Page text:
I've the following images:

alex@alexvps:~$ sudo docker images
REPOSITORY          TAG                 IMAGE ID            CREATED             VIRTUAL SIZE
<none>              <none>              70c0e19168cf        5 days ago          1.069 GB
<none>              <none>              c2ce80b62174        8 days ago          399.2 MB
<none>              <none>              60afe4036d97        8 days ago          325.1 MB

and when I try to remove one of them I get:

alex@alexvps:~$ sudo docker rmi 60afe4036d97
Error: Conflict, 60afe4036d97 wasn't deleted
2014/01/28 00:54:00 Error: failed to remove one or more images

How can I remove them? Why is there such conflict?

15 Answers 15

up vote 438 down vote accepted

In order to delete all images, use the given command

docker rmi $(docker images -q)

In order to delete all containers, use the given command

docker rm $(docker ps -a -q)

Warning: This will destroy all your images and containers. It will not be possible to restore them!

This solution is provided by Techoverflow.net.

  • 15
    Simple and straight. Also you below command to force remove images. 'docker rmi -f $(docker images -q)' – dimuthu Apr 22 '15 at 3:10
  • I got an illegal variable name error doing docker rmi $(docker images -q) – David Morales May 17 '16 at 0:28
  • 28
    The windows powershell equivalent is docker images -q | %{docker rmi -f $_} – BeatingToADifferentRobot Jun 28 '16 at 21:17
  • 1
    First i used the cmd on @muheed How to Answer (stackoverflow.com/a/30475249/2747020) to unlock the removing of some images: sudo docker ps -a -q | xargs -n 1 -I {} sudo docker rm {} – Razec Luar Jun 30 '16 at 14:30
  • If container is already running use `docker rm -f $(docker ps -a -q) – Raju Mar 19 '17 at 12:04

Possible reason: The reason can be that this image is currently used by a running container. In such case, you can list running containers, stop the relevant container and then remove the image:

docker ps
docker stop <containerid>
docker rm <containerid>
docker rmi <imageid>

If you cannnot find container by docker ps, you can use this to list all already exited containers and remove them.

docker ps -a | grep 60afe4036d97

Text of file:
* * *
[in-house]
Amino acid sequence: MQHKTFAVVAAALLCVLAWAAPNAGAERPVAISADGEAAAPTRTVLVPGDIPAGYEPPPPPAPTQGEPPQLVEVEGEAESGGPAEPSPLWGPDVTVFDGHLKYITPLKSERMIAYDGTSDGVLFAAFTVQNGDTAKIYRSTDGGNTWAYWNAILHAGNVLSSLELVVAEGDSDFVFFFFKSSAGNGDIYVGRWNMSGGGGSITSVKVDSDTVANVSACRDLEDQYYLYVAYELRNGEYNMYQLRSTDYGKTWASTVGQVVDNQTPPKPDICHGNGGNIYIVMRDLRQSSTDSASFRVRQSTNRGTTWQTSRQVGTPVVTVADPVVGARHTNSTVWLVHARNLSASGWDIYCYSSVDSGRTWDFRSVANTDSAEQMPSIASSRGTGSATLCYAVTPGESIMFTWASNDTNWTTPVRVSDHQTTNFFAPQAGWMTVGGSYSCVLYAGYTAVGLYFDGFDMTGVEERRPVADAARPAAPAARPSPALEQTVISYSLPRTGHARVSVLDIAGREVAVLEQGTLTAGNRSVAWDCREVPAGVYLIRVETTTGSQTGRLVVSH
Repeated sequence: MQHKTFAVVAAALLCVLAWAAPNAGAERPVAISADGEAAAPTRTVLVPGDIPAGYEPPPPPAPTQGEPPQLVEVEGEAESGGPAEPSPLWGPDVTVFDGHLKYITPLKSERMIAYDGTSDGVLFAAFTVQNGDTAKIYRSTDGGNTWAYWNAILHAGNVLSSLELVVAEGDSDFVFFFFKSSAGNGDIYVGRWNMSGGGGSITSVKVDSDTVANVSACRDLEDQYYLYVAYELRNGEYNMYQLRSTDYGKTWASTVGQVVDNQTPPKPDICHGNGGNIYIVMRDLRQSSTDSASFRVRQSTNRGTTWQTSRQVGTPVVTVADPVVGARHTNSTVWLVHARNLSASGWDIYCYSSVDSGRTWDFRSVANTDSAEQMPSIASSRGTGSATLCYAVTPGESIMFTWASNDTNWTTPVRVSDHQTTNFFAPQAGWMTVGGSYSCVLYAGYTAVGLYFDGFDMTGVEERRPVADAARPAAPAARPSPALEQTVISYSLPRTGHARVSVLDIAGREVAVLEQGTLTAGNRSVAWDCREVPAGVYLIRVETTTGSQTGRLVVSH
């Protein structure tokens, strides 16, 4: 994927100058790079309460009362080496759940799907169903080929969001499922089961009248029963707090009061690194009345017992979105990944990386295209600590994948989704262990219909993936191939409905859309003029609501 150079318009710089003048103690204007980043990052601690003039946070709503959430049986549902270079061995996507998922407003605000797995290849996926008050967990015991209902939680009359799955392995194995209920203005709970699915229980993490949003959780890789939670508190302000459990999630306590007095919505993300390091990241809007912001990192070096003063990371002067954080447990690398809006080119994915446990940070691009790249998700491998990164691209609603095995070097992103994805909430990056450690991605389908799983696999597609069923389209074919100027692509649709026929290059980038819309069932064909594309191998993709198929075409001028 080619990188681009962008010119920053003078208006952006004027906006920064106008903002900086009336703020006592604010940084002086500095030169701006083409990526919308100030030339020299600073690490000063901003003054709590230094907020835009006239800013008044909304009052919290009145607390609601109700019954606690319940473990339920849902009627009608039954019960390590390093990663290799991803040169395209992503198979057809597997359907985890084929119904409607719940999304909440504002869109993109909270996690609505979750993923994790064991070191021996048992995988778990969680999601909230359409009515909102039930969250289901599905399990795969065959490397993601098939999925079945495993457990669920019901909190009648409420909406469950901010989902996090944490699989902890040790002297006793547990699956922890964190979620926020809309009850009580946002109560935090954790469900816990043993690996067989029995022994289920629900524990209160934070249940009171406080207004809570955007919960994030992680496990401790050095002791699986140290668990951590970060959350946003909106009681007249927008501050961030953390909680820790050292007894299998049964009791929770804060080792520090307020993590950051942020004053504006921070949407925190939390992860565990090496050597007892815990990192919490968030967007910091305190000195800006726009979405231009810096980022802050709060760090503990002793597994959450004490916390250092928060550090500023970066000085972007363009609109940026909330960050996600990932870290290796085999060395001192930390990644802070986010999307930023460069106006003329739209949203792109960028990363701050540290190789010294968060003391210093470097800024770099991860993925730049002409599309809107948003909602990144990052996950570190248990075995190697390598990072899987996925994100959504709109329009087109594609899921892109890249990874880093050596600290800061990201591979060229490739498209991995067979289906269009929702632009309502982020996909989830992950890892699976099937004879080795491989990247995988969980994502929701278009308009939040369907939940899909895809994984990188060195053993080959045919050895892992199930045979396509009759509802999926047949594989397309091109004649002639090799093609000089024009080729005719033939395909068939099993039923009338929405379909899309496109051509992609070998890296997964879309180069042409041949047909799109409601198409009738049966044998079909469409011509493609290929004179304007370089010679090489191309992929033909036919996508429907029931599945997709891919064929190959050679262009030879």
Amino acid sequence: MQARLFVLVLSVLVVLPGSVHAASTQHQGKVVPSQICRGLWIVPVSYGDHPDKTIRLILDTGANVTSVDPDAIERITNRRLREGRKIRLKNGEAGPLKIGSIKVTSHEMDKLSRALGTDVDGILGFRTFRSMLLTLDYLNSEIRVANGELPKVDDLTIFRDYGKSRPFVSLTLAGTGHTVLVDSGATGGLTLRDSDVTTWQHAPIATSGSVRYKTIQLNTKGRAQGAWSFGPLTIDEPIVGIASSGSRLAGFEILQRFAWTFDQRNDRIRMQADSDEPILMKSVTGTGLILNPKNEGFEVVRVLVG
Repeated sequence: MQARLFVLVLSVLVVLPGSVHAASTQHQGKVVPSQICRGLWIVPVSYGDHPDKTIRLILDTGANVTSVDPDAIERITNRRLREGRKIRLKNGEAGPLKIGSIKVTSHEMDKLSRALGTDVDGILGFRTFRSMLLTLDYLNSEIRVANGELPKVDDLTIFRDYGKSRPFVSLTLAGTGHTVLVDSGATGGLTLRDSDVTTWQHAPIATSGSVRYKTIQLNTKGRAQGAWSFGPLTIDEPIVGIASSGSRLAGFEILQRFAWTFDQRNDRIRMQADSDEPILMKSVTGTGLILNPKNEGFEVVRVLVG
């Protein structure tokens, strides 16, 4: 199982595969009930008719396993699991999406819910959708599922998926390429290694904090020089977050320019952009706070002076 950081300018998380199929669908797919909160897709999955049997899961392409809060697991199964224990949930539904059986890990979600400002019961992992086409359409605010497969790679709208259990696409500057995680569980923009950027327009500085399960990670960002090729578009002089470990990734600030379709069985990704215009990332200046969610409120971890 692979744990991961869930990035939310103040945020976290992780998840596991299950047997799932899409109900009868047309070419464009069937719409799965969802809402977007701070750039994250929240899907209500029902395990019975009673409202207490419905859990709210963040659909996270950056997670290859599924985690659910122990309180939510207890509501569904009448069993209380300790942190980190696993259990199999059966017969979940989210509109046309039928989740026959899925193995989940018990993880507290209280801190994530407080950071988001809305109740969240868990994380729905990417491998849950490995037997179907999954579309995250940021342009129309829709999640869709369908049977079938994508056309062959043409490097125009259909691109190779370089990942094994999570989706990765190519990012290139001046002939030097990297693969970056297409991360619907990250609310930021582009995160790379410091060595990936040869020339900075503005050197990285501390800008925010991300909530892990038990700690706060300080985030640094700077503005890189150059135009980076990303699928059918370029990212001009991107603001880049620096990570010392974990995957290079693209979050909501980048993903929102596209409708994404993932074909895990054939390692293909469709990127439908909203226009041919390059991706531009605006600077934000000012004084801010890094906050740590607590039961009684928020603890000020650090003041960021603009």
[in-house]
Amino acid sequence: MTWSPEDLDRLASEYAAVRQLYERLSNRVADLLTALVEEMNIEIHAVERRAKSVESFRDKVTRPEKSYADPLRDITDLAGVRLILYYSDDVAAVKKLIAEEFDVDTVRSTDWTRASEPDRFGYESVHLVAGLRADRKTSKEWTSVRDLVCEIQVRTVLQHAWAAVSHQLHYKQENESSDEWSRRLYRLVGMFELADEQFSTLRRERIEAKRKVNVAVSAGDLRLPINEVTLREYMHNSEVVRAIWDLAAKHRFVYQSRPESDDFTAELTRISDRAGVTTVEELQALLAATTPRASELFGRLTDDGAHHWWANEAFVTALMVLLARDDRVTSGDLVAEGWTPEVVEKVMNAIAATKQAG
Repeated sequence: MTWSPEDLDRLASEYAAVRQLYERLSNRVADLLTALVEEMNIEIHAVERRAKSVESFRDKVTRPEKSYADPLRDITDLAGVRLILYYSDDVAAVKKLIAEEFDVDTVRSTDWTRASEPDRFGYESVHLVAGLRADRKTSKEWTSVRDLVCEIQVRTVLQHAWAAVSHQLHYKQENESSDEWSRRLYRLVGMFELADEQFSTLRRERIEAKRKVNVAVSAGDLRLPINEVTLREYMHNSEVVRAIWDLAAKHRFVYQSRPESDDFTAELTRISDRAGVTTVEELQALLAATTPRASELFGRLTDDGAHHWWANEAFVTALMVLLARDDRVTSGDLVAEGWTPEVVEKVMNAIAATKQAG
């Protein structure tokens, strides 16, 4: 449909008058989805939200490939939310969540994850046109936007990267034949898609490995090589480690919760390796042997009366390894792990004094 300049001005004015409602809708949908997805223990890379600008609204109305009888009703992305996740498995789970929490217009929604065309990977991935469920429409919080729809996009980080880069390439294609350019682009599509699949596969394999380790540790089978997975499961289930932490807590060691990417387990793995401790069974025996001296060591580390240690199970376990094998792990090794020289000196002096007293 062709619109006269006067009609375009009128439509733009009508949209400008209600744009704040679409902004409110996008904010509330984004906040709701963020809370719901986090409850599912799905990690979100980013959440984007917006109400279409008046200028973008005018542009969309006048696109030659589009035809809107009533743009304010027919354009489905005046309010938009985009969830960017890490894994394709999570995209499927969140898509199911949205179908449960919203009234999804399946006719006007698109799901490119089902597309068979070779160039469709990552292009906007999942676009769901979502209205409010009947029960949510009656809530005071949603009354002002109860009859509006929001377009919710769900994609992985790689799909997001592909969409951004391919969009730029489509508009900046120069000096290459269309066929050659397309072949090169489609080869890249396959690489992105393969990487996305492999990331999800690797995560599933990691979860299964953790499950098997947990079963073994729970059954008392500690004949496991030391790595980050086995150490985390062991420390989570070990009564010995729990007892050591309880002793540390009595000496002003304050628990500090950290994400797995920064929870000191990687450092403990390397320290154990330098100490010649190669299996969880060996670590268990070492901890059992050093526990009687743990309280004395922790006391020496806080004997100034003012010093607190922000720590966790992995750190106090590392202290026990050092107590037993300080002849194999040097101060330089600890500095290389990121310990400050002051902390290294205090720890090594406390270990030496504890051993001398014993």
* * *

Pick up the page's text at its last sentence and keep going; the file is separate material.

docker rm <containerid>

Note: Be careful of deleting all exited containers at once in case you use Volume-Only containers. These stay in Exit state, but contains useful data.

  • Actually, you would get a message specifying that. Maybe another image is based on this one? Try removing any images that you created from this image first. – qkrijger Jan 28 '14 at 23:37
  • 12
    I was able to remove the image with sudo docker ps -a | grep Exit | awk '{print $1}' | sudo xargs docker rm (thanks to github.com/dotcloud/docker/issues/3258) and then with sudo docker rmi 70c0e19168cf – alexyz78 Jan 29 '14 at 6:18
  • 2
    Be careful deleting images in Exit state. If you are using data volume-only containers they do not stay running. – aceofspades Jul 13 '14 at 17:58
  • 1
    awk can grep: awk '/Exit/ {print $1}' – Dwight Spencer Nov 2 '15 at 19:14
  • Your commands throw this Error response from daemon: No such container: .... It's hard to tell what has to be replaced, and what should I replace with. Don't use ... – Felo Vilches Jul 2 '17 at 0:02

The reason for the error is that eventhough the image did not have any tag, there still exists a container created on that image which might be in the exited state. So you need to ensure that you have stopped and deleted all containers created on those images. The following command helps you in removing all containers that are not running:

docker rm `docker ps -aq --no-trunc --filter "status=exited"`

Now this removes all the dangling non intermediate <none> images:

docker rmi `docker images --filter 'dangling=true' -q --no-trunc`

Note: To stops all running containers:

docker stop `docker ps -q`
  • 1
    Thank you for this, I found this to be the cleanest implementation. – Joseph Sawyer Dec 31 '14 at 14:29
  • 7
    Be careful if you have data volume containers since they have "status=exited". This means that you'll lose all your data. – Johan Apr 29 '15 at 10:17

in bash:

for i in `sudo docker images|grep \<none\>|awk '{print $3}'`;do sudo docker rmi $i;done

this will remove all images with name "". i found those images redundant.

  • 2
    This doesn't answer the question, but it's still very useful. Thanks. – binwiederhier May 17 '14 at 14:50
  • 5